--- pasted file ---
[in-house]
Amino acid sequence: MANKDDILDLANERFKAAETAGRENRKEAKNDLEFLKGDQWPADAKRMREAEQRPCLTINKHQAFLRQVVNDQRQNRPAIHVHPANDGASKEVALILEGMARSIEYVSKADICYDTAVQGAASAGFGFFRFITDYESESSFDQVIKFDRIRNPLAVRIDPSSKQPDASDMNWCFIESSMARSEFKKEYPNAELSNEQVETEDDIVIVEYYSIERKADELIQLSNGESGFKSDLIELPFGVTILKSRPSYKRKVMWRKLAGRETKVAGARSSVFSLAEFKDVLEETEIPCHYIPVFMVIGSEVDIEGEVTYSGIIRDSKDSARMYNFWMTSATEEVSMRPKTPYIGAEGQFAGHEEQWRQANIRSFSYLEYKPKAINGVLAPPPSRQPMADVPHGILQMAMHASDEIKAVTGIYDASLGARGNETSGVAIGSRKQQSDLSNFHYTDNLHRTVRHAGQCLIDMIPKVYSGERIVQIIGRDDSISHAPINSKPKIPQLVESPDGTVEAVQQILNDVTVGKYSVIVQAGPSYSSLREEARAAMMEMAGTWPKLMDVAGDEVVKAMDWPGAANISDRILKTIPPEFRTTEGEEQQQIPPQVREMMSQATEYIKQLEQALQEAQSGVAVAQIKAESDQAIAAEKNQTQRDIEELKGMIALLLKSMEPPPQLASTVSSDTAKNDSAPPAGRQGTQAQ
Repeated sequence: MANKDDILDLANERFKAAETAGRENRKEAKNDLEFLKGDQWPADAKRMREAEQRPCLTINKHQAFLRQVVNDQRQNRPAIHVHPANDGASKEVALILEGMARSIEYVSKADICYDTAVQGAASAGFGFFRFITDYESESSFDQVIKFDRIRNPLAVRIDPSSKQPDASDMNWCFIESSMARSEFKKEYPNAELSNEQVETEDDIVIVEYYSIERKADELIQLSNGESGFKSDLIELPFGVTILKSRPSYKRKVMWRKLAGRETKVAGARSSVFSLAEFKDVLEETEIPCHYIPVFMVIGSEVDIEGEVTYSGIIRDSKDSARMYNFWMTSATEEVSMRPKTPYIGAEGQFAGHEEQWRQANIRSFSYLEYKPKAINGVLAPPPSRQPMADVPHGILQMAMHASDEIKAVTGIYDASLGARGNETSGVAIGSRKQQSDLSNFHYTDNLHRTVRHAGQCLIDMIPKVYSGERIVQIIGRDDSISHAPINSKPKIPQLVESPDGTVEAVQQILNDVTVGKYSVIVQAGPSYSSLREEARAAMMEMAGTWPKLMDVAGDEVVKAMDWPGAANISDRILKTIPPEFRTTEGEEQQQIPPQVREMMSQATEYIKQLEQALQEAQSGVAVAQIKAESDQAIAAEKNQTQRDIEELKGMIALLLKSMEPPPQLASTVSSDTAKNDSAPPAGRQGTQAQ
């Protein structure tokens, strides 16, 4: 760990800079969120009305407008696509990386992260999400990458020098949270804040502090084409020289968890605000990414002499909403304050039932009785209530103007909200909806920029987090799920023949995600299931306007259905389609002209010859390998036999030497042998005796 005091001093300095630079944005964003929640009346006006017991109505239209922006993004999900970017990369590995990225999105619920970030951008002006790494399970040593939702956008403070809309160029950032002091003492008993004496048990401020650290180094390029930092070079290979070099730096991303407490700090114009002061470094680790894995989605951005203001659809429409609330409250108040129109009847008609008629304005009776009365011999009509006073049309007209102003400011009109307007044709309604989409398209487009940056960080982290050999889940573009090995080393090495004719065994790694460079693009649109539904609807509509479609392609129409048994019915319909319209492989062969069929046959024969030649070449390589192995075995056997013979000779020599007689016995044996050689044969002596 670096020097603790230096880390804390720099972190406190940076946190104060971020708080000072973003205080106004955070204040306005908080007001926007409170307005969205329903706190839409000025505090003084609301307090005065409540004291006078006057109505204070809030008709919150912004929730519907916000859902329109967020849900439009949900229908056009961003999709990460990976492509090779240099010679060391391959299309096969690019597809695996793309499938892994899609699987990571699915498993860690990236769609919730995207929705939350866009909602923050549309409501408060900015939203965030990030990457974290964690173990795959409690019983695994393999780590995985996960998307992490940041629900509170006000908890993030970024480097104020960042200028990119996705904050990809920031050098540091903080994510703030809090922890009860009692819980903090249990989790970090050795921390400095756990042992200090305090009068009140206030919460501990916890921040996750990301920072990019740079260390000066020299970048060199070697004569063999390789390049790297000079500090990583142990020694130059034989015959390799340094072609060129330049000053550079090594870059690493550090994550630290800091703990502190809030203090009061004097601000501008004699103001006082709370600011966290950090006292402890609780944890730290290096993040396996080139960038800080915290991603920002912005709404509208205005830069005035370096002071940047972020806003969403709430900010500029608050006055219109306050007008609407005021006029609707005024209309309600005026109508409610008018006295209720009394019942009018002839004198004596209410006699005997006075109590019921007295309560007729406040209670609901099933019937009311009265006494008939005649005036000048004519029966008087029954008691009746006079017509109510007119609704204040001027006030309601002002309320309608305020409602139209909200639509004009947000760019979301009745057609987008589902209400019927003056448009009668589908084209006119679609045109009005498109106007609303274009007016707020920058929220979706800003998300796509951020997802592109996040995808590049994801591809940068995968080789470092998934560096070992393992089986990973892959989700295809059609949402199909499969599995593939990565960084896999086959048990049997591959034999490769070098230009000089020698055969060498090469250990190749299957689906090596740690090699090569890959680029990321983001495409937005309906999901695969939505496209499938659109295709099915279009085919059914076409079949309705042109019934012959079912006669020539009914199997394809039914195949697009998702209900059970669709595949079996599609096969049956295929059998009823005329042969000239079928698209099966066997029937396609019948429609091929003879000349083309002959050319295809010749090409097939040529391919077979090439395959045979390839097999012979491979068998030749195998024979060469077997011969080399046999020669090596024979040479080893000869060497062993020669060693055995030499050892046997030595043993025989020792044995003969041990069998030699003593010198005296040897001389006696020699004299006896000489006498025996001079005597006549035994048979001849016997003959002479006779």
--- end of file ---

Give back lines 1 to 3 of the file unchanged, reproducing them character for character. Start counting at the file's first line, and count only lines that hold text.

[in-house]
Amino acid sequence: MANKDDILDLANERFKAAETAGRENRKEAKNDLEFLKGDQWPADAKRMREAEQRPCLTINKHQAFLRQVVNDQRQNRPAIHVHPANDGASKEVALILEGMARSIEYVSKADICYDTAVQGAASAGFGFFRFITDYESESSFDQVIKFDRIRNPLAVRIDPSSKQPDASDMNWCFIESSMARSEFKKEYPNAELSNEQVETEDDIVIVEYYSIERKADELIQLSNGESGFKSDLIELPFGVTILKSRPSYKRKVMWRKLAGRETKVAGARSSVFSLAEFKDVLEETEIPCHYIPVFMVIGSEVDIEGEVTYSGIIRDSKDSARMYNFWMTSATEEVSMRPKTPYIGAEGQFAGHEEQWRQANIRSFSYLEYKPKAINGVLAPPPSRQPMADVPHGILQMAMHASDEIKAVTGIYDASLGARGNETSGVAIGSRKQQSDLSNFHYTDNLHRTVRHAGQCLIDMIPKVYSGERIVQIIGRDDSISHAPINSKPKIPQLVESPDGTVEAVQQILNDVTVGKYSVIVQAGPSYSSLREEARAAMMEMAGTWPKLMDVAGDEVVKAMDWPGAANISDRILKTIPPEFRTTEGEEQQQIPPQVREMMSQATEYIKQLEQALQEAQSGVAVAQIKAESDQAIAAEKNQTQRDIEELKGMIALLLKSMEPPPQLASTVSSDTAKNDSAPPAGRQGTQAQ
Repeated sequence: MANKDDILDLANERFKAAETAGRENRKEAKNDLEFLKGDQWPADAKRMREAEQRPCLTINKHQAFLRQVVNDQRQNRPAIHVHPANDGASKEVALILEGMARSIEYVSKADICYDTAVQGAASAGFGFFRFITDYESESSFDQVIKFDRIRNPLAVRIDPSSKQPDASDMNWCFIESSMARSEFKKEYPNAELSNEQVETEDDIVIVEYYSIERKADELIQLSNGESGFKSDLIELPFGVTILKSRPSYKRKVMWRKLAGRETKVAGARSSVFSLAEFKDVLEETEIPCHYIPVFMVIGSEVDIEGEVTYSGIIRDSKDSARMYNFWMTSATEEVSMRPKTPYIGAEGQFAGHEEQWRQANIRSFSYLEYKPKAINGVLAPPPSRQPMADVPHGILQMAMHASDEIKAVTGIYDASLGARGNETSGVAIGSRKQQSDLSNFHYTDNLHRTVRHAGQCLIDMIPKVYSGERIVQIIGRDDSISHAPINSKPKIPQLVESPDGTVEAVQQILNDVTVGKYSVIVQAGPSYSSLREEARAAMMEMAGTWPKLMDVAGDEVVKAMDWPGAANISDRILKTIPPEFRTTEGEEQQQIPPQVREMMSQATEYIKQLEQALQEAQSGVAVAQIKAESDQAIAAEKNQTQRDIEELKGMIALLLKSMEPPPQLASTVSSDTAKNDSAPPAGRQGTQAQ